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Can troubled Idaho oil, gas industry have a return to transparency?

Can troubled Idaho oil, gas industry have a return to transparency?

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Alta Mesa’s Little Willow

Alta Mesa’s Little Willow gathering facility north of New Plymouth in 2015 as it flares natural gas from surrounding wells is shown in this Idaho Statesman file photo.

PAYETTE — Snake River Oil and Gas Group has bought controlling interest of the wells and production facilities in Payette County.

The company has had a minority interest in the Idaho fields, controlled first by Alta Mesa Idaho and its successor High Mesa, which took over in 2018 when Alta Mesa declared bankruptcy. Snake River brought in new investors and took a 55% interest when it closed Dec. 24.

Sun Valley’s Richard Brown, who heads the group, said he wants to reset the relationship with Idaho, which has been troubled for the past six years over royalty payments, environmental concerns and disputes with its neighbors.

“I want to put the past behind us,” said Brown, who began buying oil and gas leases in southwest Idaho shortly after natural gas was discovered in 2010.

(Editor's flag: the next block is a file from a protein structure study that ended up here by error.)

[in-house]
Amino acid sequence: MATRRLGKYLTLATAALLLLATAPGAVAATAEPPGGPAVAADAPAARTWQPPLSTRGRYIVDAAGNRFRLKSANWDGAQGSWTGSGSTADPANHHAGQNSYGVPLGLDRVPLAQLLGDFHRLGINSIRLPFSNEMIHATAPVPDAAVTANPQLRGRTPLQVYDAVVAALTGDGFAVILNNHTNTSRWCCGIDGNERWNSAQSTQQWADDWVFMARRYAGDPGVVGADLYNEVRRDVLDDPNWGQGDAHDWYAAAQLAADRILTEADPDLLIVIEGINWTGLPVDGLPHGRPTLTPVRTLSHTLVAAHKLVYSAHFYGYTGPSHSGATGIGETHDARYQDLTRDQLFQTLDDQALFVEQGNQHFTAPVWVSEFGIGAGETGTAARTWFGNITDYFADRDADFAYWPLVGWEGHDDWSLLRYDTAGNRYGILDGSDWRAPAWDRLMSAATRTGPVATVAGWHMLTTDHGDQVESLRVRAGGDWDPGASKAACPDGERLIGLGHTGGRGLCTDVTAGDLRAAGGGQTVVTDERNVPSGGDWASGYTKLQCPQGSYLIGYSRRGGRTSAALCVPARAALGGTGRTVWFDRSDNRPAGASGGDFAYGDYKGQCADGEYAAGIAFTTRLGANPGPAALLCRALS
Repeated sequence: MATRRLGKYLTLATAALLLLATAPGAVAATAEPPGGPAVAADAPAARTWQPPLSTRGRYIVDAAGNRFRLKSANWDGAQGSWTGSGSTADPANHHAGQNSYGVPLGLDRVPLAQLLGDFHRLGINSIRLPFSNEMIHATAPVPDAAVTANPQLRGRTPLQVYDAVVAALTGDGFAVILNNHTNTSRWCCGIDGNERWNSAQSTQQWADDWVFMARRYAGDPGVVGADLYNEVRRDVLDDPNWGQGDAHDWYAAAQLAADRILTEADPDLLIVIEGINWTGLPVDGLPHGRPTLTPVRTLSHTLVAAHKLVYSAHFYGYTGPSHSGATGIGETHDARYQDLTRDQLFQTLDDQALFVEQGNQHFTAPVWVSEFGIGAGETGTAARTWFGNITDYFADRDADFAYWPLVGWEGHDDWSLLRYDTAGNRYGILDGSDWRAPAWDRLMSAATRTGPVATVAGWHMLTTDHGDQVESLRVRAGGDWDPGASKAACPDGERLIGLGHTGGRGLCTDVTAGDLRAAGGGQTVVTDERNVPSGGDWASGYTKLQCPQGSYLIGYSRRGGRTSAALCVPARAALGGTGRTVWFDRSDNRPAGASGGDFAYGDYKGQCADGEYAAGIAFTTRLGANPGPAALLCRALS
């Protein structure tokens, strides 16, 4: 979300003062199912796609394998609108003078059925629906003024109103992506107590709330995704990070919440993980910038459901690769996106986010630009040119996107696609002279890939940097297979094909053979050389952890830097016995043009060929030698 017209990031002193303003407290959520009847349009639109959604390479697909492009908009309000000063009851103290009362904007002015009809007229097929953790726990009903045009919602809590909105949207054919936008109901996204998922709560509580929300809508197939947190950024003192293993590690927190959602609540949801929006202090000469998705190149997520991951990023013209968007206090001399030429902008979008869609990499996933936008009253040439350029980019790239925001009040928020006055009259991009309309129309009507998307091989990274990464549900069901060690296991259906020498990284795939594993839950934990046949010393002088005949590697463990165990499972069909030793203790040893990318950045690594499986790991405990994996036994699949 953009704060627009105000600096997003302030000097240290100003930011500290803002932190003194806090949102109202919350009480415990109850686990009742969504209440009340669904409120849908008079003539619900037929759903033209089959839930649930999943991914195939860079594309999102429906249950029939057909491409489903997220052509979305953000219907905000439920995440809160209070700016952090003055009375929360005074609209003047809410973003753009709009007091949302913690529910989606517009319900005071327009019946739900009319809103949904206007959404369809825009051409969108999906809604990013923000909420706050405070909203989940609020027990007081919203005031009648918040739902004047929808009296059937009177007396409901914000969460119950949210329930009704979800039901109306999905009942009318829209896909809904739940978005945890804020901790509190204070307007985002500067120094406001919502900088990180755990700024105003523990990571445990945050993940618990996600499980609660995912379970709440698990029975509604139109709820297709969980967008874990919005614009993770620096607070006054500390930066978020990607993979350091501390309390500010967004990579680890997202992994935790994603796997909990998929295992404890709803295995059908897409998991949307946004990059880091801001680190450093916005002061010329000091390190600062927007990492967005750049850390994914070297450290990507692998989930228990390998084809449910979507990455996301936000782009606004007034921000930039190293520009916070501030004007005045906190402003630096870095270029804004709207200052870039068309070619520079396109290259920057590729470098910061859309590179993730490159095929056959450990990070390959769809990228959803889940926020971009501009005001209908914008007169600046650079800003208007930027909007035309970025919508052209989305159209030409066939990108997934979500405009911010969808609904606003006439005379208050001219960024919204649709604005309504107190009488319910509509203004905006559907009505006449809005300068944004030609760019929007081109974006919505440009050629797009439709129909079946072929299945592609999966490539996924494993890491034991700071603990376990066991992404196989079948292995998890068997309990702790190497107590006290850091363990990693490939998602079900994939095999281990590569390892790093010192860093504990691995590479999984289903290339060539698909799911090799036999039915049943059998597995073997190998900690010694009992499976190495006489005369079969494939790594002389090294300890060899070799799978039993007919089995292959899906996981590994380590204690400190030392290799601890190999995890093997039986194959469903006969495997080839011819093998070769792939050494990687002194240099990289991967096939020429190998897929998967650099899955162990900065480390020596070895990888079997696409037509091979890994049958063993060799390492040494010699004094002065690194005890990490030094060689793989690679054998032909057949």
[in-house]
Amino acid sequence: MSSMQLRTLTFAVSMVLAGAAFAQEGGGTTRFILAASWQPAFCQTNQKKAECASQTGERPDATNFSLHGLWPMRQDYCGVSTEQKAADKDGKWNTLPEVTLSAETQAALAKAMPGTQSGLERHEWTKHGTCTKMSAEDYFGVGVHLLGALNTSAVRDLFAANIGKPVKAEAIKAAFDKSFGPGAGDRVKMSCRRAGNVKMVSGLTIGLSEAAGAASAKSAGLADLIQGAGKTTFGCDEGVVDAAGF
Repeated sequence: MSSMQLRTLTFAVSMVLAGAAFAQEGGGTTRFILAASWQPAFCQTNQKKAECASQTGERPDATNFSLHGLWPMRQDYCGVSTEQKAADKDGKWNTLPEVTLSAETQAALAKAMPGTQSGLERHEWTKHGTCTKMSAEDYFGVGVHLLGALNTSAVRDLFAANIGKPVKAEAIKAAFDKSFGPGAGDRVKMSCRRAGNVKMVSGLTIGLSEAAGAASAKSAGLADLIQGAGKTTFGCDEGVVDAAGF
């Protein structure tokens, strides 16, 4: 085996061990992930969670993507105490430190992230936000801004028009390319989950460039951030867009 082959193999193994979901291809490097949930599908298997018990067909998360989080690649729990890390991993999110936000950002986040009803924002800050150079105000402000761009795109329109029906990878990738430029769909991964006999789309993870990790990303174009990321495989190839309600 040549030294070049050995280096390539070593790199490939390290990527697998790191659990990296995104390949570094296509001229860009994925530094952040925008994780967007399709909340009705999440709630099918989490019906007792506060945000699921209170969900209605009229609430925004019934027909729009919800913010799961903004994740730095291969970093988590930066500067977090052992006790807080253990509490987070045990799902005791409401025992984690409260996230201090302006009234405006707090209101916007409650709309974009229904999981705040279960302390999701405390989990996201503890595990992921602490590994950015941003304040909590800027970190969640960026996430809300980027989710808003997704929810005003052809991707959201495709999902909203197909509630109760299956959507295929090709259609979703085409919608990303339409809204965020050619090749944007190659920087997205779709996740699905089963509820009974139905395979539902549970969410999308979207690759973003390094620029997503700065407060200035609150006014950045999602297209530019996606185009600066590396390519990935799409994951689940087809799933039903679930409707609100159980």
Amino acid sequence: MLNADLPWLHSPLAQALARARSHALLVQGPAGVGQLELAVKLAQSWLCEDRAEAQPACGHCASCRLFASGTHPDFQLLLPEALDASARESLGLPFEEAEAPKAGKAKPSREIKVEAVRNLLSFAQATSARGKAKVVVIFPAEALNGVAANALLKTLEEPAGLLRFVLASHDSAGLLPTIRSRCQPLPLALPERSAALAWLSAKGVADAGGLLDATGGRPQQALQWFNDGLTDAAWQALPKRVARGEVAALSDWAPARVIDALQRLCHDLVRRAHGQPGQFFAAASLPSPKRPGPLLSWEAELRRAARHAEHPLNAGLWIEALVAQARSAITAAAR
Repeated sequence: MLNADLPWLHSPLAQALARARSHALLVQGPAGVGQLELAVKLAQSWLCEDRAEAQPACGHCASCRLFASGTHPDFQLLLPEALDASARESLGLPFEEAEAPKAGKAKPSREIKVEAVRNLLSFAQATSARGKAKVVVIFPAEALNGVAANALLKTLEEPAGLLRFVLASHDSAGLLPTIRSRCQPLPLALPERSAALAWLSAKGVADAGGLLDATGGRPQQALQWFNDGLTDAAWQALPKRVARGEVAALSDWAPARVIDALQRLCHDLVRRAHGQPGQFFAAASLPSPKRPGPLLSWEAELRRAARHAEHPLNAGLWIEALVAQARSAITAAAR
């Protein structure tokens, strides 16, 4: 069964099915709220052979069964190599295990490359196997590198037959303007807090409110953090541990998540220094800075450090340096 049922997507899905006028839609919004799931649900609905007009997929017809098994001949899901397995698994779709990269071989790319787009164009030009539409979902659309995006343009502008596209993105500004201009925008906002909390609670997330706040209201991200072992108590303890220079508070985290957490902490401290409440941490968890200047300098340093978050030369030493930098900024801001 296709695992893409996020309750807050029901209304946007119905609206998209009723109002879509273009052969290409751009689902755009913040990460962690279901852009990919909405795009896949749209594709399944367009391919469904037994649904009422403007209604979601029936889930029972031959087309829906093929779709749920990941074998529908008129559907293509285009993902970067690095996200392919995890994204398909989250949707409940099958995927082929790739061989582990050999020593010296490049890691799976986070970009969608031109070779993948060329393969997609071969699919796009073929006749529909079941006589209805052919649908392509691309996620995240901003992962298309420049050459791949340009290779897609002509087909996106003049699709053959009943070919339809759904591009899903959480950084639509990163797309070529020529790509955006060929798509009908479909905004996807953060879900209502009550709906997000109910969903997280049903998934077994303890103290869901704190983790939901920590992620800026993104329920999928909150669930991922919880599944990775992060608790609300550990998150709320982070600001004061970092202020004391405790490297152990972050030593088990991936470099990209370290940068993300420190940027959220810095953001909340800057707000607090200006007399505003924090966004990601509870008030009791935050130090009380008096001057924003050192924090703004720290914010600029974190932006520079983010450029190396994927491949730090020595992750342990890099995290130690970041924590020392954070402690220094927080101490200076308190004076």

The transition is expected to take place over the next 10 days, Brown said in a phone call Thursday.

Snake River has six wells producing natural gas and condensate, a light crude oil and other liquids in the Willow Creek drainage northeast of Payette. Another four wells, including the state’s only oil well, have been shut-in and are no longer producing.

Two wells drilled in Fruitland are shut-in awaiting the building of a pipeline to a processing plant in the Willow drainage. Work on the pipeline has begun, Brown said. That will be Snake River’s focus for 2020 as well as “getting this whole project in a profitable state.”

Oil and gas in southwest IdahoOver the past decade Alta Mesa and its investors have spent $160 million on the southwest Idaho project, including the Willow Creek Gathering Facility and the Highway 30 dehydration plant, Brown said. Snake River, a subsidiary of Weiser-Brown, the Arkansas-based company he owns with Chris Weiser, hopes to buy out the remaining High Mesa investors by the end of this year.

Once the company gets the Fruitland area into full production, it hopes to do more 3-D geophysical exploration to expand its drilling in the area, Brown said.

But it plans to allow its leases in the Eagle area to lapse over the next 12 to 24 months.

Brown’s ability to get investors with long expertise in the petroleum industry shows the potential for growth in the oil and gas industry here, Brown said.

“There’s definitely more oil and gas here,” he said. “This new investment group saw the potential.”

Much of the criticism of Alta Mesa was that it was not forthcoming with information about its business, its wells or the geology of the field. This made it hard for competitors to raise capital to drill on the lands they controlled.